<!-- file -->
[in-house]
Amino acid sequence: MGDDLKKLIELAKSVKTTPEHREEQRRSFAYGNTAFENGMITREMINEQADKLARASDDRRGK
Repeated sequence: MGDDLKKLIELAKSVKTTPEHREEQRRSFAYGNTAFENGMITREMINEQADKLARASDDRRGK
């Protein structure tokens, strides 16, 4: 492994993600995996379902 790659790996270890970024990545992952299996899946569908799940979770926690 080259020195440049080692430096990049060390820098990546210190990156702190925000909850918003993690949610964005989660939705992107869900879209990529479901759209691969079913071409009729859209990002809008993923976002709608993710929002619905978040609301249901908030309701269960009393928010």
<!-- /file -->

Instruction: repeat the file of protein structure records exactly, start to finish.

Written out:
[in-house]
Amino acid sequence: MGDDLKKLIELAKSVKTTPEHREEQRRSFAYGNTAFENGMITREMINEQADKLARASDDRRGK
Repeated sequence: MGDDLKKLIELAKSVKTTPEHREEQRRSFAYGNTAFENGMITREMINEQADKLARASDDRRGK
């Protein structure tokens, strides 16, 4: 492994993600995996379902 790659790996270890970024990545992952299996899946569908799940979770926690 080259020195440049080692430096990049060390820098990546210190990156702190925000909850918003993690949610964005989660939705992107869900879209990529479901759209691969079913071409009729859209990002809008993923976002709608993710929002619905978040609301249901908030309701269960009393928010």